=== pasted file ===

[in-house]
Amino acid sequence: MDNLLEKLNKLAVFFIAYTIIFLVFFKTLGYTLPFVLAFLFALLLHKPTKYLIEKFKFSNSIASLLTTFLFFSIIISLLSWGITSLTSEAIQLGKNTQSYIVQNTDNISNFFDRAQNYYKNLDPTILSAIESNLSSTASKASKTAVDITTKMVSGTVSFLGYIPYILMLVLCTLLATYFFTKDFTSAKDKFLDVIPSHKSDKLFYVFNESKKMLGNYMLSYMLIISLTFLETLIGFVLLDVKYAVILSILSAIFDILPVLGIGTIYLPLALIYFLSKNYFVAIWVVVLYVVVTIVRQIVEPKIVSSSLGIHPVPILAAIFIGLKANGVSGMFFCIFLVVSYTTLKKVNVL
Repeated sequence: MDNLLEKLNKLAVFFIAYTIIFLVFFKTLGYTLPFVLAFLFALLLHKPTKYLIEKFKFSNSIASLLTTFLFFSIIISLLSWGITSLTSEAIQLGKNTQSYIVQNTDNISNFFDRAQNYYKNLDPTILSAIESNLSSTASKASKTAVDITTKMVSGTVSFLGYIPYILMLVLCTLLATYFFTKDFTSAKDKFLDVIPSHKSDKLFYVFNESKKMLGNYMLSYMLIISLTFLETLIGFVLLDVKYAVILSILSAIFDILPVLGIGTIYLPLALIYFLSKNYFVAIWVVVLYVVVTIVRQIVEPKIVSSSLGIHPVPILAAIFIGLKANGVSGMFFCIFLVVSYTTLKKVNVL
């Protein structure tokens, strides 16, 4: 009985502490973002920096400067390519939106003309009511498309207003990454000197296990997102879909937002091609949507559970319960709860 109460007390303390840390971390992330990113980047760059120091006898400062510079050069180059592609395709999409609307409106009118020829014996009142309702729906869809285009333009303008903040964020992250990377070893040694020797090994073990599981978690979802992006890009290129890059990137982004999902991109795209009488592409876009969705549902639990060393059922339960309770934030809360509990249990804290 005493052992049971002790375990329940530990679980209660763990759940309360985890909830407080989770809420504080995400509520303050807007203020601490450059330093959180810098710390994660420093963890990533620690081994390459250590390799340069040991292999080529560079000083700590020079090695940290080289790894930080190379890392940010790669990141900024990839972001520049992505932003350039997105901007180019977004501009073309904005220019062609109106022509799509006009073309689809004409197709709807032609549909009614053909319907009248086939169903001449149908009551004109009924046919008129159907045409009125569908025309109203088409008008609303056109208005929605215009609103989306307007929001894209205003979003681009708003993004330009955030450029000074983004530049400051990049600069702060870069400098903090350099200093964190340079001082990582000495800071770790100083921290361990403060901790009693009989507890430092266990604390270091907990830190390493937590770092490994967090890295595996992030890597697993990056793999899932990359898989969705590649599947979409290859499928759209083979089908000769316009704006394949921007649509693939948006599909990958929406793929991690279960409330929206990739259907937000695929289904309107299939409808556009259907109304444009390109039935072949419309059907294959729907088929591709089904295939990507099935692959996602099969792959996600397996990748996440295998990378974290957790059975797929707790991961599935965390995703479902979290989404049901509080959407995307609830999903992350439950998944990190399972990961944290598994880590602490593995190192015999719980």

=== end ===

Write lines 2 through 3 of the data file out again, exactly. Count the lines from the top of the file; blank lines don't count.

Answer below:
Amino acid sequence: MDNLLEKLNKLAVFFIAYTIIFLVFFKTLGYTLPFVLAFLFALLLHKPTKYLIEKFKFSNSIASLLTTFLFFSIIISLLSWGITSLTSEAIQLGKNTQSYIVQNTDNISNFFDRAQNYYKNLDPTILSAIESNLSSTASKASKTAVDITTKMVSGTVSFLGYIPYILMLVLCTLLATYFFTKDFTSAKDKFLDVIPSHKSDKLFYVFNESKKMLGNYMLSYMLIISLTFLETLIGFVLLDVKYAVILSILSAIFDILPVLGIGTIYLPLALIYFLSKNYFVAIWVVVLYVVVTIVRQIVEPKIVSSSLGIHPVPILAAIFIGLKANGVSGMFFCIFLVVSYTTLKKVNVL
Repeated sequence: MDNLLEKLNKLAVFFIAYTIIFLVFFKTLGYTLPFVLAFLFALLLHKPTKYLIEKFKFSNSIASLLTTFLFFSIIISLLSWGITSLTSEAIQLGKNTQSYIVQNTDNISNFFDRAQNYYKNLDPTILSAIESNLSSTASKASKTAVDITTKMVSGTVSFLGYIPYILMLVLCTLLATYFFTKDFTSAKDKFLDVIPSHKSDKLFYVFNESKKMLGNYMLSYMLIISLTFLETLIGFVLLDVKYAVILSILSAIFDILPVLGIGTIYLPLALIYFLSKNYFVAIWVVVLYVVVTIVRQIVEPKIVSSSLGIHPVPILAAIFIGLKANGVSGMFFCIFLVVSYTTLKKVNVL